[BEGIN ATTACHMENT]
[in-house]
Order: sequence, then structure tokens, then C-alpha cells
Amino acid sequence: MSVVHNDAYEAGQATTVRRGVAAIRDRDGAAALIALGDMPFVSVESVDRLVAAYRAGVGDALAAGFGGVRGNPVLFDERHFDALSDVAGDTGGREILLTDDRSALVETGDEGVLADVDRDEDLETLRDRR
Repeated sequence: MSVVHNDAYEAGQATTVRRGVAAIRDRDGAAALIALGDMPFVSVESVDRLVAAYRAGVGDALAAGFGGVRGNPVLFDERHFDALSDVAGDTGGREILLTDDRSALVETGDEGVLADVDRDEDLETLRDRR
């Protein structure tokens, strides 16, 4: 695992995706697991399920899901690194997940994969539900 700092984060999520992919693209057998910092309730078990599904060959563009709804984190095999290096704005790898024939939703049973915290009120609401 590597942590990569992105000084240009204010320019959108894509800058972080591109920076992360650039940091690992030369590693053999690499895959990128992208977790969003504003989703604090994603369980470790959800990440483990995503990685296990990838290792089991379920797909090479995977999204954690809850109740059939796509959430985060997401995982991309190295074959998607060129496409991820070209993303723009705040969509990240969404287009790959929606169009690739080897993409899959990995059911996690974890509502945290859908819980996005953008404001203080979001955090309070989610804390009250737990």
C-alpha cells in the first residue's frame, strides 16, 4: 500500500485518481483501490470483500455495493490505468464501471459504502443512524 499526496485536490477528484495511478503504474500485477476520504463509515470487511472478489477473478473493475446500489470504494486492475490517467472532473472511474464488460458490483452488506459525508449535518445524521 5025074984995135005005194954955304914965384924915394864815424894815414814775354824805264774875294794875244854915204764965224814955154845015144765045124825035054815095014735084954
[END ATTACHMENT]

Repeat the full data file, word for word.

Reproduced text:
[in-house]
Order: sequence, then structure tokens, then C-alpha cells
Amino acid sequence: MSVVHNDAYEAGQATTVRRGVAAIRDRDGAAALIALGDMPFVSVESVDRLVAAYRAGVGDALAAGFGGVRGNPVLFDERHFDALSDVAGDTGGREILLTDDRSALVETGDEGVLADVDRDEDLETLRDRR
Repeated sequence: MSVVHNDAYEAGQATTVRRGVAAIRDRDGAAALIALGDMPFVSVESVDRLVAAYRAGVGDALAAGFGGVRGNPVLFDERHFDALSDVAGDTGGREILLTDDRSALVETGDEGVLADVDRDEDLETLRDRR
């Protein structure tokens, strides 16, 4: 695992995706697991399920899901690194997940994969539900 700092984060999520992919693209057998910092309730078990599904060959563009709804984190095999290096704005790898024939939703049973915290009120609401 590597942590990569992105000084240009204010320019959108894509800058972080591109920076992360650039940091690992030369590693053999690499895959990128992208977790969003504003989703604090994603369980470790959800990440483990995503990685296990990838290792089991379920797909090479995977999204954690809850109740059939796509959430985060997401995982991309190295074959998607060129496409991820070209993303723009705040969509990240969404287009790959929606169009690739080897993409899959990995059911996690974890509502945290859908819980996005953008404001203080979001955090309070989610804390009250737990």
C-alpha cells in the first residue's frame, strides 16, 4: 500500500485518481483501490470483500455495493490505468464501471459504502443512524 499526496485536490477528484495511478503504474500485477476520504463509515470487511472478489477473478473493475446500489470504494486492475490517467472532473472511474464488460458490483452488506459525508449535518445524521 5025074984995135005005194954955304914965384924915394864815424894815414814775354824805264774875294794875244854915204764965224814955154845015144765045124825035054815095014735084954